Field to Cup’s May Adventurer Box

May Adventurer Box by Field to Cup
$34.97USD for 1 Adventurer Box (per month)
$356.69USD for 12 Months ($29.72/mo)

Field to Cup has provided me with the May Adventurer Box for the purposes of writing an honest review.

Use coupon code Onemoresteep20 for 20% off your first order of teas or first month of subscription boxes from Field to Cup!

First Impressions

As always, the Adventurer Box came to me in a brown cardboard box – just stuffed full of tea, steeping bags, and the steeping guide catered towards the teas in the box. The May Adventurer Box consists of 5 teas – two green teas and one each of black, oolong, and pu’erh teas. Each tea came in a sealed, resealable pouch that has a label affixed to the front that details the tea, tasting notes, steeping instructions – as well as a guide to steeping it in the appropriate water temperature if you don’t have a thermometer or variable temperature kettle (my kettle is still my favourite small appliance purchase ever).

The first trio of teas that I tried from the May Adventurer Box were: Silver Sheng 2012 (pu’erh tea), Organic Hibiscus Hint (oolong tea), and Sweet Ceylon (black tea). Silver Sheng 2012 looks like a silver needle (a white tea), which isn’t surprising as it’s an aged raw 2012 silver needle. The leaves still retain their downy feathers, but is slightly darker than a regular silver needle. This aged white silver needle is from the Yunnan Province of China. Organic Hibiscus Hint has some dark brown leaves that have some deep purple colouration, I can spy some hibiscus in the blend and it smells like preserved plums (those that grew up in an Asian household may know the aroma that I’m talking about!). This blend consist of organic oolong and organic hibiscus. Sweet Ceylon has some dark red and brown leaves, with some golden tips throughout. The primarily aroma is a toasted nutty fragrance that is inviting and reminds me of a savoury tea. Sweet Ceylon consists of Sri Lankan black tea (FBOPFEXSP) from the New Vithanakande Tea Estate.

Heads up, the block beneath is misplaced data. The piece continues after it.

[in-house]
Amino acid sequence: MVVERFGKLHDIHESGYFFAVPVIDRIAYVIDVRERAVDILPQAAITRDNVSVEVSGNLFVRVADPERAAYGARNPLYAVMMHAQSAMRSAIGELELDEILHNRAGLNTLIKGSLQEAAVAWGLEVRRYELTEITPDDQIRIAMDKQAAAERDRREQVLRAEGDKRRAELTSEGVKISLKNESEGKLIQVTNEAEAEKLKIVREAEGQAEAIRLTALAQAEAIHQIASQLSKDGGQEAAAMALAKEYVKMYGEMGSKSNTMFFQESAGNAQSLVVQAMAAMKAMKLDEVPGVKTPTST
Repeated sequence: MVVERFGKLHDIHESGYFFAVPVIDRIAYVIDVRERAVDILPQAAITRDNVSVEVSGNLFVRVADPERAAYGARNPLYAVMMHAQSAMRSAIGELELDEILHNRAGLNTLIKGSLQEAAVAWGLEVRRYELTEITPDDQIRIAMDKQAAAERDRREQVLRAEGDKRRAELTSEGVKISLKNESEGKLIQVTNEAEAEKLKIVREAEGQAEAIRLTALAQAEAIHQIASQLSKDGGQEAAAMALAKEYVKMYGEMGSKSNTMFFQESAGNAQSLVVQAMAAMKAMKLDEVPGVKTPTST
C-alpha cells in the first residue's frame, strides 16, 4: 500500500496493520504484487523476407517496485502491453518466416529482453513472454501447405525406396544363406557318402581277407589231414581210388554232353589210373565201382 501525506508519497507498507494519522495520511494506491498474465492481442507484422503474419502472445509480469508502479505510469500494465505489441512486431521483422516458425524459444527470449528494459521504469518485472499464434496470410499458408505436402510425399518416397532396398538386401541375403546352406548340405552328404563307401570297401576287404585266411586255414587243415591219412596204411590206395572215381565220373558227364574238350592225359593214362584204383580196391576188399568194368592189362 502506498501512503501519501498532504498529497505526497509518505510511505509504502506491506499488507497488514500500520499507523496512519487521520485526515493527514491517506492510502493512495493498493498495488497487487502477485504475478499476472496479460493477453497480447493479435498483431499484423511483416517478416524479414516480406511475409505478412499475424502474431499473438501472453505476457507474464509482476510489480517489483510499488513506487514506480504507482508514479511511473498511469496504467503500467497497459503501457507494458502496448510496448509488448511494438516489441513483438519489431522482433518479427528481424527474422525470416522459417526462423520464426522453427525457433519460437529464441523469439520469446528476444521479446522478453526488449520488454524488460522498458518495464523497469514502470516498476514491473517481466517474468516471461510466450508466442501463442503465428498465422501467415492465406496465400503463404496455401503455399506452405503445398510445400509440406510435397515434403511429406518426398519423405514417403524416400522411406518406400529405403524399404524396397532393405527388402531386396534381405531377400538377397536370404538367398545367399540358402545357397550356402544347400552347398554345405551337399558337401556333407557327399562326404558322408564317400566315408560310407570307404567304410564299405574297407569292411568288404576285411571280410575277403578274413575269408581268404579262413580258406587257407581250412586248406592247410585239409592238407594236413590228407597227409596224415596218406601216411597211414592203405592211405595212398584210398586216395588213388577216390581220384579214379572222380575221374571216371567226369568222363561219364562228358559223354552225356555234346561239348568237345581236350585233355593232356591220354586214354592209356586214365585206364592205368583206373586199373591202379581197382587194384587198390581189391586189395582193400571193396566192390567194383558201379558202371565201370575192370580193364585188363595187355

Left to right: Silver Sheng 2012, Organic Hibiscus Hint, Sweet Ceylon.

The last duo of teas I tried were Toasted Breakfast Blend and Hidden Treasure, both green teas. Toasted Breakfast Blend smells like a genmaicha – it has the popped rice/popcorn aroma that I’m familiar with, with a hint of ocean/salt water in the background. I can see the matcha powder coating the tea leaves and popped rice. This tea consists of: sencha green tea, toasted rice, and matcha. Hidden Treasures is a biodynamically grown green tea from Zhejiang, China. It has wiry dark green leaves that have an aroma that I would categorize as being a mix of nutty and sweet. I did have to look up what biodynamic agriculture means and essentially it means that it’s a type of farming practice that helps maintain the nutrients in the soil to keep the land sustainable, and is considered a type of organic farming.